Saturday, July 11, 2009

We Behave Even When We (Tea) Party

Maybe I should forward my pictures from Buffalo’s Independence Day Tea Party to the Department of Homeland Security. It wouldn’t be to help them save time when compiling Janet Napolitano’s Personal Enemies List: it’s more of a preemptive move against those who brand us as radicals for thinking the government shouldn’t be buying lots of stuff. If they’re still fretting about the seething rage among righties, we may as well make the case that attendees are as typical as zealots get.

We held a standard Tea Party. Specifically, a few hundred of us spent an hour or two listening to enthusiastic limited-government speakers while assembled in front of our majestic Art Deco City Hall. It was basically similar to other events across the nation: we were mostly like everyone else everywhere else.

That said, we face particularly onerous burdens based on where we are. Notably, we are subject to income tax for the privilege of living in the Empire State, a risible 8.75 percent sales tax in Erie County, and astoundingly high property tax rates that cost some homeowners more than their mortgages. We have to chant to ourselves, religious mantra-style, the ample benefits of living here just to keep from calling U-Haul.

We’re mostly upset because it’s unnecessary to take all that’s taken from us. There are innumerable examples of obviously genuine waste. But even worthwhile organizations should be funded by private citizens choosing to spend their money on them. Philharmonics, art galleries, and pro sports teams are all significant and wonderful assets, which means that people should be willing to spend their own money in support. If we benefit from them, we don’t need a government mandate to fund them.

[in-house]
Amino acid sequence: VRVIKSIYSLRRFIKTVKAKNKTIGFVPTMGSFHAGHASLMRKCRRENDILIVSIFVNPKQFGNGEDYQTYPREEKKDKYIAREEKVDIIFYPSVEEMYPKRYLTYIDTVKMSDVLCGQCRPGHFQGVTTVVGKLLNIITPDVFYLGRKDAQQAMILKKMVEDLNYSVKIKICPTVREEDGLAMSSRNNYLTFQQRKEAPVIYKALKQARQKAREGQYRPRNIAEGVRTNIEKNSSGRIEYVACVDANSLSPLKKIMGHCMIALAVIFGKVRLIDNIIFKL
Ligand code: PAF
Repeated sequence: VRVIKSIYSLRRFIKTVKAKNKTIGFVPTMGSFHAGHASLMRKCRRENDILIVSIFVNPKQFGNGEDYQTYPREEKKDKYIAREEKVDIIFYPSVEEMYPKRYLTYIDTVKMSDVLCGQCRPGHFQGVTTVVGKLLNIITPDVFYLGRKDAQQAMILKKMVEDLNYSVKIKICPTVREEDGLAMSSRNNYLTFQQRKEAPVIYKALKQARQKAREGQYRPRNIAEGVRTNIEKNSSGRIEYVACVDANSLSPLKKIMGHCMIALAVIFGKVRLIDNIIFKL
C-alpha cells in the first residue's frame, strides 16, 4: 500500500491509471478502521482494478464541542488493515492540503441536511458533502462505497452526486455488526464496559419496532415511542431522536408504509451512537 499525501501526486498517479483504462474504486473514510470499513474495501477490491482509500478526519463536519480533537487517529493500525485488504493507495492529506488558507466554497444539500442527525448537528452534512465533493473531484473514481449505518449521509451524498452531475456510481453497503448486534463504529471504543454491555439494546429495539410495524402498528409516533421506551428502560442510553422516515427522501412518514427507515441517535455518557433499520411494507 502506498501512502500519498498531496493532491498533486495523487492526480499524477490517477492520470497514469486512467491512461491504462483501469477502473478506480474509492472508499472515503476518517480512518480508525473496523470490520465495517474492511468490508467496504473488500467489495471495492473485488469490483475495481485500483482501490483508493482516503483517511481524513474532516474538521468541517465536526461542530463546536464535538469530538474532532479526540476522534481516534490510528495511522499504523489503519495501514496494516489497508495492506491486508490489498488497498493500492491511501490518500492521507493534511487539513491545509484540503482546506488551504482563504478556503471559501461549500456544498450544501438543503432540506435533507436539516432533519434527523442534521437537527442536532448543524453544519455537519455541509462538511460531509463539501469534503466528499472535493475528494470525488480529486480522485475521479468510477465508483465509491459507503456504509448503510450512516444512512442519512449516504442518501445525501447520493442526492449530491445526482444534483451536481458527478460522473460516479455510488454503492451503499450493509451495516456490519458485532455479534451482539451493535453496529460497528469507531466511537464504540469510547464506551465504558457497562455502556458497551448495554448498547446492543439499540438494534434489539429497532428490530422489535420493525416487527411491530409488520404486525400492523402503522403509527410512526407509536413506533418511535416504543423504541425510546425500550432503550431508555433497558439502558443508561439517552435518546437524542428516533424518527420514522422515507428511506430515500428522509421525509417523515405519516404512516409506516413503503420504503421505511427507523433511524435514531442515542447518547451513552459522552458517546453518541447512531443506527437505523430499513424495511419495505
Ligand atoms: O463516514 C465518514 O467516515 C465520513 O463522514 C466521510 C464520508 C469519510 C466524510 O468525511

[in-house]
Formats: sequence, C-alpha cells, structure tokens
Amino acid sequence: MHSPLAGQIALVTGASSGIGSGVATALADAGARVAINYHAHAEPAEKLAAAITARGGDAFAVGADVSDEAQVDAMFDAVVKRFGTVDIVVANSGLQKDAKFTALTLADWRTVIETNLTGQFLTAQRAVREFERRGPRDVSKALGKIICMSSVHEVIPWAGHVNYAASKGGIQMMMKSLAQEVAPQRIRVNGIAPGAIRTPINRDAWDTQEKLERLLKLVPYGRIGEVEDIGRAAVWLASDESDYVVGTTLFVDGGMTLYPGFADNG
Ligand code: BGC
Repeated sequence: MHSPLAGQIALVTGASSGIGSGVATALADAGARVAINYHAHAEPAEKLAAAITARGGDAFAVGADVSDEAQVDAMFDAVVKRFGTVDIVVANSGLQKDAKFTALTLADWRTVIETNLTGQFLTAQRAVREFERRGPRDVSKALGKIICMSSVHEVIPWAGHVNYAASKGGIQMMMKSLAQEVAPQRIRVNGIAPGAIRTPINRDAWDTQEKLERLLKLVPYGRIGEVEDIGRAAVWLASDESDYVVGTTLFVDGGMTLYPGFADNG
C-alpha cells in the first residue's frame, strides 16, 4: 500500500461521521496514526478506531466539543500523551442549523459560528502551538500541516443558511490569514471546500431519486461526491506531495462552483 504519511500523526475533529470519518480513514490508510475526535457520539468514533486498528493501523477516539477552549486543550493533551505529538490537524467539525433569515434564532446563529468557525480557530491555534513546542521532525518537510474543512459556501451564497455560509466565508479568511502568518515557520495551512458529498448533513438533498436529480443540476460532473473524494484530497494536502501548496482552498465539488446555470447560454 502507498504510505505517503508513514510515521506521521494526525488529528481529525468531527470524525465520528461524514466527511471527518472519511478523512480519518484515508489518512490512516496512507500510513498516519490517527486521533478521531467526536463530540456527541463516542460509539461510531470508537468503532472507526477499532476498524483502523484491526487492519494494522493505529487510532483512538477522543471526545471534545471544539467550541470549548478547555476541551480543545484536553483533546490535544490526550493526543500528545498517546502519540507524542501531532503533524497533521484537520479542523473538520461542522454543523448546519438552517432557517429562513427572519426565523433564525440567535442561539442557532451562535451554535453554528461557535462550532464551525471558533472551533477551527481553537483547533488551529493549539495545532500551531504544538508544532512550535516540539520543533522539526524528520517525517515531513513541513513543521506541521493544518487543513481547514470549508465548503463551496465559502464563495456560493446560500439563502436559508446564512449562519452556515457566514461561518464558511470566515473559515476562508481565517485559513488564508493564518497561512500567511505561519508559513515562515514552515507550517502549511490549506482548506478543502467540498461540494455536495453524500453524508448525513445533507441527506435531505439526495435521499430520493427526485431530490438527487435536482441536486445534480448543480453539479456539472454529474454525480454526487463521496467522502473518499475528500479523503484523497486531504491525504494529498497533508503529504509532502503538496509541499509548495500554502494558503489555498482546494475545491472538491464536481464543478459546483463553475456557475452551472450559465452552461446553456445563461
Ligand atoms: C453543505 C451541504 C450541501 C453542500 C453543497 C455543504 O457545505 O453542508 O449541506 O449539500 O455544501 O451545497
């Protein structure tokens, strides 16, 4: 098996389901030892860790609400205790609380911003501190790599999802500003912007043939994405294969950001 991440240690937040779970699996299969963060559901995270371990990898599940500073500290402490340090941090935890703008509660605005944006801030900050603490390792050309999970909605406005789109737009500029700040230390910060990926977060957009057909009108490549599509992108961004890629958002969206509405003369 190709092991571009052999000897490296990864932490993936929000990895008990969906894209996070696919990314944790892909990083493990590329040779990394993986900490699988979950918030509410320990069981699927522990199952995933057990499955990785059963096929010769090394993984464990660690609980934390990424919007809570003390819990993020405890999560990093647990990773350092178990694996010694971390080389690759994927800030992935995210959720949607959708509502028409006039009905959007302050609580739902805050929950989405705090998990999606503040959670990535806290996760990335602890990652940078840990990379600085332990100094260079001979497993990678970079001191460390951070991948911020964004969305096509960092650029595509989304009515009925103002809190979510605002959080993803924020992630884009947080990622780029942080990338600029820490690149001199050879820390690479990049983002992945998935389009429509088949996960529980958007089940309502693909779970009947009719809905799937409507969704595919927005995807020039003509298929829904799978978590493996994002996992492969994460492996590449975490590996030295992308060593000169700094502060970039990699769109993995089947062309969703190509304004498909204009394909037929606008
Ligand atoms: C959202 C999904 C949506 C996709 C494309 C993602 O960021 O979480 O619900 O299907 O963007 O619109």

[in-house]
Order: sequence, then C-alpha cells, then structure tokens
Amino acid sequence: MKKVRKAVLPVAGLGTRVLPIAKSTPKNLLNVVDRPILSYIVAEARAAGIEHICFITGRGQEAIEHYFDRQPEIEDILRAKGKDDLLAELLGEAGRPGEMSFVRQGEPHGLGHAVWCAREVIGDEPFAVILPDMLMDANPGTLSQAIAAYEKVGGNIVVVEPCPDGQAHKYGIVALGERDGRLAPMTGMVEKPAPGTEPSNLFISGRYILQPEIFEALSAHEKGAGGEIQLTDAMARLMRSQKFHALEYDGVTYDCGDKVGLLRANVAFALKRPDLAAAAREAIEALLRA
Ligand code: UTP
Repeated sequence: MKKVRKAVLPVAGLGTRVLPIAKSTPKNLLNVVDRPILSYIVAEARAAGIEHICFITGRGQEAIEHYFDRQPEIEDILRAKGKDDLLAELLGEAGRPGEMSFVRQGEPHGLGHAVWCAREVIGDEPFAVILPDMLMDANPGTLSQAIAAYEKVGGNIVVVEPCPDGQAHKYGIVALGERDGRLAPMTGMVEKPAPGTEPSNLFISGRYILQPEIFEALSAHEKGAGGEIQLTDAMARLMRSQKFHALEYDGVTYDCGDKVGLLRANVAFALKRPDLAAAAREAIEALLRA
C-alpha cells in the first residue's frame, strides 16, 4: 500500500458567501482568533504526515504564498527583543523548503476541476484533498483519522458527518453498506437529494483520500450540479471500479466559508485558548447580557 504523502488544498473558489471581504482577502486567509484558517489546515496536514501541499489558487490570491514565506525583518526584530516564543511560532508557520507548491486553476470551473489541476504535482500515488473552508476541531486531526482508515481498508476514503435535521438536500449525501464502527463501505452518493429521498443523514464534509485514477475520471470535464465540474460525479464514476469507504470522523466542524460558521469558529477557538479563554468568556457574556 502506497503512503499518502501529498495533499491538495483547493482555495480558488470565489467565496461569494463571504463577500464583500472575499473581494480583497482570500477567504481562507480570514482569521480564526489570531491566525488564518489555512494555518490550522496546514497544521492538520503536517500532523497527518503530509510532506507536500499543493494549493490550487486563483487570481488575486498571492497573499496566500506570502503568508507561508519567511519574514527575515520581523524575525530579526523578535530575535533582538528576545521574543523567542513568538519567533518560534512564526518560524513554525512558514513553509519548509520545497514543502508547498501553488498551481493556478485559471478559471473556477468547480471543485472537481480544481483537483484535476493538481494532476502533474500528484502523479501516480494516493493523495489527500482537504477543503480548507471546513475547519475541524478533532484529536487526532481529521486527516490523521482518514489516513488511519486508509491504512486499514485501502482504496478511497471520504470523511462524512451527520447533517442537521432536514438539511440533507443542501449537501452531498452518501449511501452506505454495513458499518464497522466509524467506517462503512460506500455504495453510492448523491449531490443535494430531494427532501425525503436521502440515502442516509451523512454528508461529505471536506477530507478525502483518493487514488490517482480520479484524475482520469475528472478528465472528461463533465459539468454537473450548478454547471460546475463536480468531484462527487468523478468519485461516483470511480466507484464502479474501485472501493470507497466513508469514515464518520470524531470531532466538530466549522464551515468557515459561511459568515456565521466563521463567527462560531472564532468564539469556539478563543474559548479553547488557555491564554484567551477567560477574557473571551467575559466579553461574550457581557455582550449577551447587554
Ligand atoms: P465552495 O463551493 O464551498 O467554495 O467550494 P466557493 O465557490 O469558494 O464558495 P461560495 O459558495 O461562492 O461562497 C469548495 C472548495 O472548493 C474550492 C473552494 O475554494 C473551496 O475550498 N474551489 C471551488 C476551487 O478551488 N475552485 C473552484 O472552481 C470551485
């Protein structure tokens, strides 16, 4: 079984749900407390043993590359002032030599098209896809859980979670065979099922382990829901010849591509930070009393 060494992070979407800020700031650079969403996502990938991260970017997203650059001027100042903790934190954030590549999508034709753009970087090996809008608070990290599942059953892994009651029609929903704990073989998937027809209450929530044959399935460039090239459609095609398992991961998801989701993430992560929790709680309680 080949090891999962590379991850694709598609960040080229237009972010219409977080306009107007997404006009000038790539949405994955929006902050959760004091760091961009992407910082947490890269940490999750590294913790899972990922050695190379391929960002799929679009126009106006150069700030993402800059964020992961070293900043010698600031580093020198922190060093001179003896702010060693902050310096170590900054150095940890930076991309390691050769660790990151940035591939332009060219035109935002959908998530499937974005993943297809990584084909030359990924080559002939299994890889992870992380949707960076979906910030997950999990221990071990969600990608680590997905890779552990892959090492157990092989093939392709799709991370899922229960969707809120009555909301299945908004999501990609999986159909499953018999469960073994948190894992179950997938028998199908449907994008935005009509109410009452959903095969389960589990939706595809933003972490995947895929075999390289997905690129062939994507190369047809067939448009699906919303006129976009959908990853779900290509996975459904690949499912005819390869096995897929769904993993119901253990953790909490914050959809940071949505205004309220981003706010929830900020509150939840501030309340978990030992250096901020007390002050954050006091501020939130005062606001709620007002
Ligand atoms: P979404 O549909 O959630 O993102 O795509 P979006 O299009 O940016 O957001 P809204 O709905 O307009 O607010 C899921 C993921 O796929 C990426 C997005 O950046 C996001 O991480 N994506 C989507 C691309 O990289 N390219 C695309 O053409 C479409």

Our party also featured the same extremists who criticize the educational system for its astounding expenditure per mediocre student. On a national level, count us among the disaffected reactionaries who think banks and car companies that run themselves into the ground can either dig themselves out or stay there. Barack Obama’s take on the free market is strangely expensive.

Tea fanatics also maintain that the government isn’t obligated to care for our fitness. Lost in the analysis of health care costs is the broader truth that it’s an individual’s duty to maintain his or her self. Simultaneously, we realize that doctors, hospitals, and the rest of us will always step up to help those in need; the true cynics are those who hold that charity only works when forced.

We’re also the same lunatics who oppose cap and trade simply because it will destroy the economy and attempt to force us to use limp power sources for the sake of not having any effect on the environment at all. Of course, the bill will only affect people and industries that use energy, so it’s not as if its consequences will be far-reaching.

In that regard, our foes don’t know history, or at least not our history. They don’t simply oppose distinctively American concepts like personal reliability and being left the hell alone; they don’t even realize that they’re valid options. They’re unable to get around the answer to the question that, if the government won’t attend to the details, who will?

On the other hand, the Tea Party gave us a chance to flaunt our historical knowledge, and not just because we used our First Amendment rights to stand up for our Tenth Amendment ones. For one, judging by the quantity of rattlesnake-clad flags being waved, we clearly know who Revolutionary bad-ass Christopher Gadsden was.